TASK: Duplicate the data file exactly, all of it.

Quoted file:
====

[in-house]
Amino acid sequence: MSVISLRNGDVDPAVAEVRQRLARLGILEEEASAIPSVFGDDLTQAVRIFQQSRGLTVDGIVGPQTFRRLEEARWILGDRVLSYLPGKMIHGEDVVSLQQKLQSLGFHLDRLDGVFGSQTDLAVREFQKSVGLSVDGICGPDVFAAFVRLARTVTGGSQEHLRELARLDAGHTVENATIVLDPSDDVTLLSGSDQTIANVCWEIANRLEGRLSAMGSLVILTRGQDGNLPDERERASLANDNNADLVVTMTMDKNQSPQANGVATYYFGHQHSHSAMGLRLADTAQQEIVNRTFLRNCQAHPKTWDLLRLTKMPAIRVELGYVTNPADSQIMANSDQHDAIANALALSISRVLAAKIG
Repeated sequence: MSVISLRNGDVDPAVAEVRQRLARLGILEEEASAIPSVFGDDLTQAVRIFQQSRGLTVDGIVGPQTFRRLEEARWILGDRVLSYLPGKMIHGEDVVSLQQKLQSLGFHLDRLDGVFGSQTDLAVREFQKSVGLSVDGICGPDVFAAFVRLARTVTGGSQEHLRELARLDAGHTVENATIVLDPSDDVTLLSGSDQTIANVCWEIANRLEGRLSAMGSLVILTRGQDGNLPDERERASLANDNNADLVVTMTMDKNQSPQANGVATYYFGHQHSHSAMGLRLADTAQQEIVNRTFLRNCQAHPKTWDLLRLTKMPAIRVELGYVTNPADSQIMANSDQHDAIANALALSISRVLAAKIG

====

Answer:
[in-house]
Amino acid sequence: MSVISLRNGDVDPAVAEVRQRLARLGILEEEASAIPSVFGDDLTQAVRIFQQSRGLTVDGIVGPQTFRRLEEARWILGDRVLSYLPGKMIHGEDVVSLQQKLQSLGFHLDRLDGVFGSQTDLAVREFQKSVGLSVDGICGPDVFAAFVRLARTVTGGSQEHLRELARLDAGHTVENATIVLDPSDDVTLLSGSDQTIANVCWEIANRLEGRLSAMGSLVILTRGQDGNLPDERERASLANDNNADLVVTMTMDKNQSPQANGVATYYFGHQHSHSAMGLRLADTAQQEIVNRTFLRNCQAHPKTWDLLRLTKMPAIRVELGYVTNPADSQIMANSDQHDAIANALALSISRVLAAKIG
Repeated sequence: MSVISLRNGDVDPAVAEVRQRLARLGILEEEASAIPSVFGDDLTQAVRIFQQSRGLTVDGIVGPQTFRRLEEARWILGDRVLSYLPGKMIHGEDVVSLQQKLQSLGFHLDRLDGVFGSQTDLAVREFQKSVGLSVDGICGPDVFAAFVRLARTVTGGSQEHLRELARLDAGHTVENATIVLDPSDDVTLLSGSDQTIANVCWEIANRLEGRLSAMGSLVILTRGQDGNLPDERERASLANDNNADLVVTMTMDKNQSPQANGVATYYFGHQHSHSAMGLRLADTAQQEIVNRTFLRNCQAHPKTWDLLRLTKMPAIRVELGYVTNPADSQIMANSDQHDAIANALALSISRVLAAKIG